T H E K ING ’S BU S INESS
. . . Adam did not call on the name of the Lord for mercy. . . . Cain never called on the name of the Lord for mercy. . . . I find over and over again 'that whenever a man did honestly call on God for mercy he found it. It does not matter how bad the man is or how black his sins, the result is the same. I suppose one of the worst characters we meet in Scripture is Manasseh. He was one of the wickedest kings that 'Judah had, and his iniquities were such that he was considered one of the vilest wretches on earth. And yet God heard his cry and delivered him from prison and put him back on, his throne.” MONTROSE BIBLE CONFERENCE. The eighth annual session of the Mont rose Bible Conference, under the director ship of R. A. Torrey, will be held at Mont rose, Pa., July 30 to August 8, 1915. The Montrose Bible Conference has come to be one of the three leading Bible Conferences of America, and this year presents an un usually strong ¡programme. Among the regular speakers will be Rev. Prof. W. H. Griffith-Thomas, D. D., of Wycliffe Col lege, Toronto; Rev.,W. B'. Riley, D. D., of Minneapolis; Rev. Robert MeWatty Rus sell, D. D., president of Westminster Col lege; Rev. Dr. William Evans, formerly of the Bible Institute, Chicago, and Rev. John M. Maclnnis, of Syracuse. Dr. Torrey will take part in the programme each day and tpreside at the meetings. The singing will be under the conduct of J. R. Hem- minger. There will be a special conference of min “T he F ederal C ouncil of C hurches ” has dispatched Dr. Shailer Matthews, of Chicago University, to Japan as its repre sentative to the “churches” of that country. Dr. Matthews in his published utterances has put an interrogation point, if not a ne gation to every distinctive Christian doc trine. If “th blood of the martyrs is the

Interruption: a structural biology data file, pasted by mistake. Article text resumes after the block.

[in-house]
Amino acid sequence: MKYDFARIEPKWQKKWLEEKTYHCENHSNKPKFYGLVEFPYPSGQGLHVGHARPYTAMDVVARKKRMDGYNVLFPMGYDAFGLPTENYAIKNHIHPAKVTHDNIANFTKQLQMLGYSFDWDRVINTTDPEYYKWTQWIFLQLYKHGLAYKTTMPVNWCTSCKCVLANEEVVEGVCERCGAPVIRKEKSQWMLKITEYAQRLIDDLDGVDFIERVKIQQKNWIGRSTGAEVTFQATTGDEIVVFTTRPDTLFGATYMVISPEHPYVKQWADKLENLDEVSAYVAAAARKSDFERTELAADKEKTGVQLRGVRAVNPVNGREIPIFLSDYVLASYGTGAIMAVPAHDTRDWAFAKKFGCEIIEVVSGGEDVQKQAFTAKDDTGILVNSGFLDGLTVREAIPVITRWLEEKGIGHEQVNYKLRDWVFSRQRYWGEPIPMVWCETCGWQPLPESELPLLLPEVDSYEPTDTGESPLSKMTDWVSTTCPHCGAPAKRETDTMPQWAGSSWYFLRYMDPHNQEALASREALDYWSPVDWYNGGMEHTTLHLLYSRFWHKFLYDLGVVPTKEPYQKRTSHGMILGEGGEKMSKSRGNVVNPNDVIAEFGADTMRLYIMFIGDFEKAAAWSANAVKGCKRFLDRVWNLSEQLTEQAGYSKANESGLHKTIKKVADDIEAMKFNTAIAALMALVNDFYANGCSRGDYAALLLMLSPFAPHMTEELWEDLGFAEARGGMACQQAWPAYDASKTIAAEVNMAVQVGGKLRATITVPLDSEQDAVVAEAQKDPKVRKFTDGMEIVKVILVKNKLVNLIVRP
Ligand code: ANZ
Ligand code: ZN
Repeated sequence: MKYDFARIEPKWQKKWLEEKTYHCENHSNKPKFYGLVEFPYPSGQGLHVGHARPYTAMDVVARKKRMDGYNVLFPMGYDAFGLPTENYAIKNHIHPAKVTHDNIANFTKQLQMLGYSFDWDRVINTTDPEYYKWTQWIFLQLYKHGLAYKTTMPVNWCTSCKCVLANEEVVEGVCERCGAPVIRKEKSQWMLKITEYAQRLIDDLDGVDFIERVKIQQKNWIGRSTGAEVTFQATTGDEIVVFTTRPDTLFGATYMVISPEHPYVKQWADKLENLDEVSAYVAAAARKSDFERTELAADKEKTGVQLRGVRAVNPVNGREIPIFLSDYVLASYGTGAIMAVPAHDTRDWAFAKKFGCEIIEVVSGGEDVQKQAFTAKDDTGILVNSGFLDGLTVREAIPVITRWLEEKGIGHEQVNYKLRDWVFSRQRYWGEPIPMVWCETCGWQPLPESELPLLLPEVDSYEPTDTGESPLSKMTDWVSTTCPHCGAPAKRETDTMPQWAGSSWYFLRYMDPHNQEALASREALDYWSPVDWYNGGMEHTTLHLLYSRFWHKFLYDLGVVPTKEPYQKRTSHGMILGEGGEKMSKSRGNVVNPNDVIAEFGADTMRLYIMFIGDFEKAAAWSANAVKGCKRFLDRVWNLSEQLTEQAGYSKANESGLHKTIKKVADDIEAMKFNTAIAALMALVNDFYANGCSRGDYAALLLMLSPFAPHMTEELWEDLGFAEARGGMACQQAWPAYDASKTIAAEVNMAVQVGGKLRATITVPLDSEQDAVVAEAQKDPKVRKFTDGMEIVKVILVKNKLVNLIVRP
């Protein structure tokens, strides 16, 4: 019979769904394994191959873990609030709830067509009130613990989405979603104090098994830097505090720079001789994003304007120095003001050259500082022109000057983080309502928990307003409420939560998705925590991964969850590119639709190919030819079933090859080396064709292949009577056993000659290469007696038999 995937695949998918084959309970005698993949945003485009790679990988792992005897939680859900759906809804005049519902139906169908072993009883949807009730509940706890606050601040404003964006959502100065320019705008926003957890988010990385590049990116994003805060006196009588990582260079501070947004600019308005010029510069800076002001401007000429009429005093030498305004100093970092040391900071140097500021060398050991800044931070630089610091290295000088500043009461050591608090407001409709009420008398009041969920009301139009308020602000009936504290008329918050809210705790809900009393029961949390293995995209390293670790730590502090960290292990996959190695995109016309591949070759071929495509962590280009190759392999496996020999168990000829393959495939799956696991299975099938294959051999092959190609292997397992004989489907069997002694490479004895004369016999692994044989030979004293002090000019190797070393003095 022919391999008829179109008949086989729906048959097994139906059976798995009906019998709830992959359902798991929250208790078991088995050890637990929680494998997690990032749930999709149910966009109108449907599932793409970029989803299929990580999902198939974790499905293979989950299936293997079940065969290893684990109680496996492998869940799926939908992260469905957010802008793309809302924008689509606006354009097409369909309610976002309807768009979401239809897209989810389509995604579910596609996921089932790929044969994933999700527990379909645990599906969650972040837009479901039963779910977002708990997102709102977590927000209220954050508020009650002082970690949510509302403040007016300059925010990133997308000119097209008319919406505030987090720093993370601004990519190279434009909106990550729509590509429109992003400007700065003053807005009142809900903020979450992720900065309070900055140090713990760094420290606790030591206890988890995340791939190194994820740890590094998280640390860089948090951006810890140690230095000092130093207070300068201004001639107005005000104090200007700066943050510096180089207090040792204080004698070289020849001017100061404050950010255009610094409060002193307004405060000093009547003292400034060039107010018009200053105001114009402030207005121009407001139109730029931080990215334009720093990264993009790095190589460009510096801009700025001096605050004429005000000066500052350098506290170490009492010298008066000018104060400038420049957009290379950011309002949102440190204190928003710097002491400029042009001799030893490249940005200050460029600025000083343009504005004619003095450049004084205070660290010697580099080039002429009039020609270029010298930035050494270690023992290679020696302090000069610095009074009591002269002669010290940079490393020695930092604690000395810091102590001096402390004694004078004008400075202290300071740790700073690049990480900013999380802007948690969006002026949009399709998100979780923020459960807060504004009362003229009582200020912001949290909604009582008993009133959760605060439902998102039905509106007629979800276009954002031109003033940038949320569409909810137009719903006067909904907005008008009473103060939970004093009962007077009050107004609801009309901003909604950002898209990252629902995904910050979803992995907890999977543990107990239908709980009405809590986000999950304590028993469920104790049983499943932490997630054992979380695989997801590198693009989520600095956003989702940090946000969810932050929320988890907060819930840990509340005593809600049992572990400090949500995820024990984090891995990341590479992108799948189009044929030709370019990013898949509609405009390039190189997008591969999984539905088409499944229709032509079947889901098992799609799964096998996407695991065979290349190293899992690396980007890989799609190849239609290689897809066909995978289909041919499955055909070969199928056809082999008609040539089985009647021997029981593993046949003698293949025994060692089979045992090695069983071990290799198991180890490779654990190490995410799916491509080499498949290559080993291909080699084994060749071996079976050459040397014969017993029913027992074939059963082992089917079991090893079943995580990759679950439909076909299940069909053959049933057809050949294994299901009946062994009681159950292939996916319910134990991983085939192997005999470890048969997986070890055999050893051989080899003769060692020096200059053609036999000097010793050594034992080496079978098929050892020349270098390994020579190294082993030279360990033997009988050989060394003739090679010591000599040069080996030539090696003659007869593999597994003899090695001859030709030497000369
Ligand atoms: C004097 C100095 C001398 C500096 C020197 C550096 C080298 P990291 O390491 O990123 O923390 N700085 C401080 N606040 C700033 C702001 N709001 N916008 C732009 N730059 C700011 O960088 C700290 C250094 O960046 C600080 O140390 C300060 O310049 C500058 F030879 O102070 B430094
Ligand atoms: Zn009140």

isters each day, regarding their own work, in charge of Rev. George G. Mahy, D. D., secretary of the Evangelictic Committee of the General Assembly. Many of the ad dresses 'will be reported in T he K ing ’ s B usiness . During the Civil war conditions became such that Abraham Lincoln issued an order that none of the soldiers would be granted a furlough. A while after that order, one soldier.got word that -his wife was dying. His superiors couldn’t grant him the fur lough, but they did let him go and try to see the president. But when the reached the president’s office a guard outside stopped him and told him it was impossible to see the great man. The soldier went away discouraged, his eyes filled with tears. Outside a little bo.y saw him. The boy was Tad Lincoln. The little boy said, “What’s the matter, Mister Soldier?” The youngster had to ask several times before the soldier heard and answered him. And when the man told the child why he mourned, the little fellow said: “Come with me: I’ll take you to see him—he’s my papa.” The boy got the soldier past the guard at the door and Lincoln' signed the order allowing him to go to the bedside of his dying wife. That story is perfect. Here is sin, the guard at the door, and you can’t get by. Sin is the barrier. Twenty-nine years ago, in a Chicago mission, Jesus Christ came to me. “I can’t get in,” I said. But He took me in and the peace of God has been with me ever since. Try it, you people.— Se lected. seed of the Church” this representative of “the Churches repudiates the very and only principles for which they suffered and which was “the life in the blood.” If Dr. Matthews represents “The Federal Council of Churches” he does not, at least, represent, but misrepresents, the Church of Jesus Christ.
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